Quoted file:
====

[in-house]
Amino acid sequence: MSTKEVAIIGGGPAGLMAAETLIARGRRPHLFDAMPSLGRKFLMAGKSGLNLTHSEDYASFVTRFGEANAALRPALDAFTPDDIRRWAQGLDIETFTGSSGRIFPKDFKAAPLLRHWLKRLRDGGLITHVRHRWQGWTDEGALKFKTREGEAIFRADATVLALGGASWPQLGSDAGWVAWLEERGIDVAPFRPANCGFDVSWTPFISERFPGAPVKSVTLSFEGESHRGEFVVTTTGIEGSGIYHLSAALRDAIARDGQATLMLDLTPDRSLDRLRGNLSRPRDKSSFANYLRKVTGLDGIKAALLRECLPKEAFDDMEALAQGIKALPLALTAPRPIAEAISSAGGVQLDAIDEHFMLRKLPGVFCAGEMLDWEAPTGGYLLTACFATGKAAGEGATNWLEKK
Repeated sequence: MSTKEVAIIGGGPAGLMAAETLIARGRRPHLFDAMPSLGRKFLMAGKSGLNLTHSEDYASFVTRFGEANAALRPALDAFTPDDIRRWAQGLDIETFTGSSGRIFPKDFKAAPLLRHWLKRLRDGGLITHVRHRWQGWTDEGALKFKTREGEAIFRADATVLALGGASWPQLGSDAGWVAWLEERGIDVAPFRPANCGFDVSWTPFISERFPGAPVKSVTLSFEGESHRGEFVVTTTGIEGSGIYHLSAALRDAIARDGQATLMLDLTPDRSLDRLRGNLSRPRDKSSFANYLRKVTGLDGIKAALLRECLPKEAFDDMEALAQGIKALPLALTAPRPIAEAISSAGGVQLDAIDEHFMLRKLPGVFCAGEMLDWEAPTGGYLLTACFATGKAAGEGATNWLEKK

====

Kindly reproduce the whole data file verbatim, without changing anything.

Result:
[in-house]
Amino acid sequence: MSTKEVAIIGGGPAGLMAAETLIARGRRPHLFDAMPSLGRKFLMAGKSGLNLTHSEDYASFVTRFGEANAALRPALDAFTPDDIRRWAQGLDIETFTGSSGRIFPKDFKAAPLLRHWLKRLRDGGLITHVRHRWQGWTDEGALKFKTREGEAIFRADATVLALGGASWPQLGSDAGWVAWLEERGIDVAPFRPANCGFDVSWTPFISERFPGAPVKSVTLSFEGESHRGEFVVTTTGIEGSGIYHLSAALRDAIARDGQATLMLDLTPDRSLDRLRGNLSRPRDKSSFANYLRKVTGLDGIKAALLRECLPKEAFDDMEALAQGIKALPLALTAPRPIAEAISSAGGVQLDAIDEHFMLRKLPGVFCAGEMLDWEAPTGGYLLTACFATGKAAGEGATNWLEKK
Repeated sequence: MSTKEVAIIGGGPAGLMAAETLIARGRRPHLFDAMPSLGRKFLMAGKSGLNLTHSEDYASFVTRFGEANAALRPALDAFTPDDIRRWAQGLDIETFTGSSGRIFPKDFKAAPLLRHWLKRLRDGGLITHVRHRWQGWTDEGALKFKTREGEAIFRADATVLALGGASWPQLGSDAGWVAWLEERGIDVAPFRPANCGFDVSWTPFISERFPGAPVKSVTLSFEGESHRGEFVVTTTGIEGSGIYHLSAALRDAIARDGQATLMLDLTPDRSLDRLRGNLSRPRDKSSFANYLRKVTGLDGIKAALLRECLPKEAFDDMEALAQGIKALPLALTAPRPIAEAISSAGGVQLDAIDEHFMLRKLPGVFCAGEMLDWEAPTGGYLLTACFATGKAAGEGATNWLEKK